Bonus: Morris recommends one bin for memorabilia and items you can’t seem to part with. Put the bin in the furthest reaches of your closet and come back to it in six months or a year to edit and get a gut check on its value to you. Clear bins, containers, big labels and photos are also helpful for organization.

Resources: Depending on how much updating you’re doing to the actual closet space (rather than your clothes), Morris recommends investing in closet systems designed by Easy Closets (“You can get a great working layout with the website design tool”) and The Container Store’s Elfa system (“They have really inexpensive wall mounted options with bins”). Otherwise, some simple sorting, purging and a new set of bins or shelves are affordable at places like Ikea or The Container Store.

Wonk designs and makes custom storage solutions in Brooklyn. Photo: Wonk

Wonk designs and makes custom storage solutions in Brooklyn. Photo: Wonk

No Closet Space
Creative peeps, it’s time to work your magic.

Whether you’re updating the bins and racks in your closet-less abode (like a small studio or loft) or seriously considering a custom-designed storage unit, here is your chance to be the interior designer you’ve always fantasized about becoming.

“Usually loft spaces without closets means you’ll have to buy something or make something yourself,” says interior designer and Parsons alum Daniel Bontrop. “In that way it can be fun to make your own storage solutions but it also means that you’re putting in your time and energy.”

“Creating storage in an open space offers many options but since storage becomes part of the décor it must be done thoughtfully,” echoes Diana Pearl of Wonk, a 10-year-old furniture company based in Clinton Hill.

If you already have a freestanding clothing rack (like this one from Ikea), Bontrop suggests adding a wood plank shelf to the base to serve as a secure place for shoeboxes and canvas boxes for accessories, socks and undergarments. “If you line up two or three of these rack and shelf [units] you will create a nice long element in your loft space,” he says.

Bontrop’s Tips:

  • Group like items with like items so that in a tight space, what you’re looking for is easier to find
  • If available, use the few inches in the back of your storage area for items that can store flat or with hooks
  • Store seasonal items in unused luggage or areas that are harder to access like high shelves or under the bed
  • Donate what you haven’t used in one year’s time
  • Keep all storage elements consistent and if possible, from the same design or line of storage solutions
  • Avoid anything plastic because this looks cheap
If DIY isn't your think, the Etsy shop Maverick Industrial makes clothing racks. Photo: Maverick Industrial

If DIY isn’t your thing, the Etsy shop Maverick Industrial makes cool clothing racks. Photo: Maverick Industrial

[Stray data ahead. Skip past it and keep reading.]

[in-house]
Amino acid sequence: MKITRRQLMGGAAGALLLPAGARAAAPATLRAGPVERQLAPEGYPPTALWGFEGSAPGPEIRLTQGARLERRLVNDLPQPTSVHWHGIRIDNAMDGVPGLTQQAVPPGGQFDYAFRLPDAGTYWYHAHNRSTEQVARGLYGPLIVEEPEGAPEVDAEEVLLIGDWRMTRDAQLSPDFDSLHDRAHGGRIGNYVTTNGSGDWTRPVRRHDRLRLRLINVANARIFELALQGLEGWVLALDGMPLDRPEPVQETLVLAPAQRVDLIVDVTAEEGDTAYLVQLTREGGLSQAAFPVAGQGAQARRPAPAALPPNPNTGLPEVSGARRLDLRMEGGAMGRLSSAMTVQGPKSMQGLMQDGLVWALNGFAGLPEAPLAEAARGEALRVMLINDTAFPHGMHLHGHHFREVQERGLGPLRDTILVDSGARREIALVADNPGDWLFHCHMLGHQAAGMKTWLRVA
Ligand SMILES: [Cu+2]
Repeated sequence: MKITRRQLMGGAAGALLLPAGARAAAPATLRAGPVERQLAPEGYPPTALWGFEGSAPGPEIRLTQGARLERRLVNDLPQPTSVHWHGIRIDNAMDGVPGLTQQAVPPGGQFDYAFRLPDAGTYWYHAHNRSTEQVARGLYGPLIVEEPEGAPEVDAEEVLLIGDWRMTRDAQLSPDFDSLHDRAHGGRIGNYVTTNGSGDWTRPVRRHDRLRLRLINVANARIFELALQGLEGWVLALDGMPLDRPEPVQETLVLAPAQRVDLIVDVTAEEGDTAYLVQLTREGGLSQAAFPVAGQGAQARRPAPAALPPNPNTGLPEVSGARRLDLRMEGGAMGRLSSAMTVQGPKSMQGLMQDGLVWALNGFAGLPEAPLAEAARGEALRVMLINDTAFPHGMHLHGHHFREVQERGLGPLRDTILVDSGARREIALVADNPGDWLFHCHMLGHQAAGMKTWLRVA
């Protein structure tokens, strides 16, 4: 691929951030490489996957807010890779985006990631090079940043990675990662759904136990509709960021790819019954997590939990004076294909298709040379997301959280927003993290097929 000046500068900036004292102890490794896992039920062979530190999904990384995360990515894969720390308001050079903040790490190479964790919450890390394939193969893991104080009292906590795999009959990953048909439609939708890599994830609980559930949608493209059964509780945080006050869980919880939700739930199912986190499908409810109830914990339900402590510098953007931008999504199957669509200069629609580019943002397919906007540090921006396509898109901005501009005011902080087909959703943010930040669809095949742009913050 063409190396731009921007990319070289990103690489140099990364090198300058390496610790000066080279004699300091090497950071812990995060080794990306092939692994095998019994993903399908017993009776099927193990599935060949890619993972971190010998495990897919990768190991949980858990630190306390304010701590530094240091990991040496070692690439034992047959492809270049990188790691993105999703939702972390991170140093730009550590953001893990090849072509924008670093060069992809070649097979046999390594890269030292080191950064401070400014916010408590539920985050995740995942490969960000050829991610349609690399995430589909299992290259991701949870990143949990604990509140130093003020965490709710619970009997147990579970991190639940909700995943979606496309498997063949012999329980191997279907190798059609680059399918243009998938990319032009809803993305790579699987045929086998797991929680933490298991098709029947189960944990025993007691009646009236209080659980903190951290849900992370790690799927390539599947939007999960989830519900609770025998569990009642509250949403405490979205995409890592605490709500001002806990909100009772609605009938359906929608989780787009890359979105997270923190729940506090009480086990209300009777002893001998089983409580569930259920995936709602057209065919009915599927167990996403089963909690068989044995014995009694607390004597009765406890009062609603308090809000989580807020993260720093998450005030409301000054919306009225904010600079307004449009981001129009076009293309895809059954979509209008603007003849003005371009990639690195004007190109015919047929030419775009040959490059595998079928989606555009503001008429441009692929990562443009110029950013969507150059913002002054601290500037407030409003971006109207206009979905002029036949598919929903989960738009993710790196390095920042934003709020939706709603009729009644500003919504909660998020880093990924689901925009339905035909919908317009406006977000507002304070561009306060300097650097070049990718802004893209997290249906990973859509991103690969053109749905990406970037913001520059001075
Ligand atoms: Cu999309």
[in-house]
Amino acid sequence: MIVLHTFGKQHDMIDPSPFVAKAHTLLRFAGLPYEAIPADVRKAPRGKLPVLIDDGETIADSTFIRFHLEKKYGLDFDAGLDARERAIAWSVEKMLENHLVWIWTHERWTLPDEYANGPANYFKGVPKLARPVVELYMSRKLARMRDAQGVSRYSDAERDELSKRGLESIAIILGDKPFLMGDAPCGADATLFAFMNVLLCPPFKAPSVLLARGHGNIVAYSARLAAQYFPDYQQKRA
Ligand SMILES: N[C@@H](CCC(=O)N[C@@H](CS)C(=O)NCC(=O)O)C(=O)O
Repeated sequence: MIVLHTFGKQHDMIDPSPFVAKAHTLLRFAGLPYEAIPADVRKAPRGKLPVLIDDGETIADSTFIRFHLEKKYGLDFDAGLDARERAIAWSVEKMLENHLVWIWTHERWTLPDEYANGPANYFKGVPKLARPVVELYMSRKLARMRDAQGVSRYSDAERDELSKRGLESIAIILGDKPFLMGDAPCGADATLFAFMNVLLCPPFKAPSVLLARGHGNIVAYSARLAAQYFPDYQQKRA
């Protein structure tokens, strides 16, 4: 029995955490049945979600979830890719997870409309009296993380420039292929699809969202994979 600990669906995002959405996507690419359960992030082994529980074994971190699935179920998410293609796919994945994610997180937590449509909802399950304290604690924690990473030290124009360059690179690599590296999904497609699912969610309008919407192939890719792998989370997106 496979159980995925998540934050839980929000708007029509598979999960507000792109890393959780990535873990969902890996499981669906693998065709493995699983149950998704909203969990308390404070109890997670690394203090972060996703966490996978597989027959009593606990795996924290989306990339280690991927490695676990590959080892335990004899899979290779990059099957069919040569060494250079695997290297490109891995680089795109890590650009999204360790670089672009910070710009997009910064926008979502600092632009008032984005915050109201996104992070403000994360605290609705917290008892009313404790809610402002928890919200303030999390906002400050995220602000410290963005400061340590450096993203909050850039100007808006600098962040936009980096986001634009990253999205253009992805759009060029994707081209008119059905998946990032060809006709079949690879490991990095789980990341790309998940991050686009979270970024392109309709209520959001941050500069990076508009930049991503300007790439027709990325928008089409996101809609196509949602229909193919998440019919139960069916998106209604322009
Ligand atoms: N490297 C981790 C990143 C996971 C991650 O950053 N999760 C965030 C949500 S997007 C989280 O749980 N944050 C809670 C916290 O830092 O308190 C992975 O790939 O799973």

Resources: Depending on how many you need and can fit in your space, clothing racks, wood planks and canvas boxes can cost you approximately $60 to $150 per set. Price can also vary by the quality of your planks and clothing racks. Home Depot or Lowe’s will probably get you the best deal. If you’re not into the DIY scene, you can purchase something very similar on Etsy for about $275 and up.

For Pearl, who works with clients on the hunt for custom-designed storage units, it’s all about balancing an area’s cubic feet, current and future storage needs and the client’s personal touch. “It takes a while to decide if you want to spend money,” she says of the customization process. “It’s a daunting task for so many people. We try to make it as user friendly as we can. You’re starting with nothing and you’re going to come out with something unique and one-of-a-kind.”

Part of Wonk’s recipe is a thorough revision stage, which can include photographs of past projects, sketches and finish samples. Each piece is handcrafted in their wood shop in Bushwick. From the drawing board to the final screw of a shelf or cabinet, the makeover can take up to 12 weeks.

Pearl’s Tips:

  • Organize and categorize what gets folded, hung and stored
  • Don’t forget about your shoes or your jewelry
  • Seasonal items can go in higher shelves, lower drawers, trunks or bins
  • If clothes are exposed on hanging racks, group by color (create a “color block”) or use large neutral colored hanging garment bags to protect items from dust
  • Don’t try to fill each and every cubic feet, save room for future items

Cost: Pricing depends on size, features and finishes, explains Pearl–a closet design with a bureau that stands 6 or 7 ft. high could cost up to $5,000. The number of drawers in your unit can also increase labor and material costs. Fixed shelves will cost more than adjustable shelves. Bamboo and gloss finish also adds up.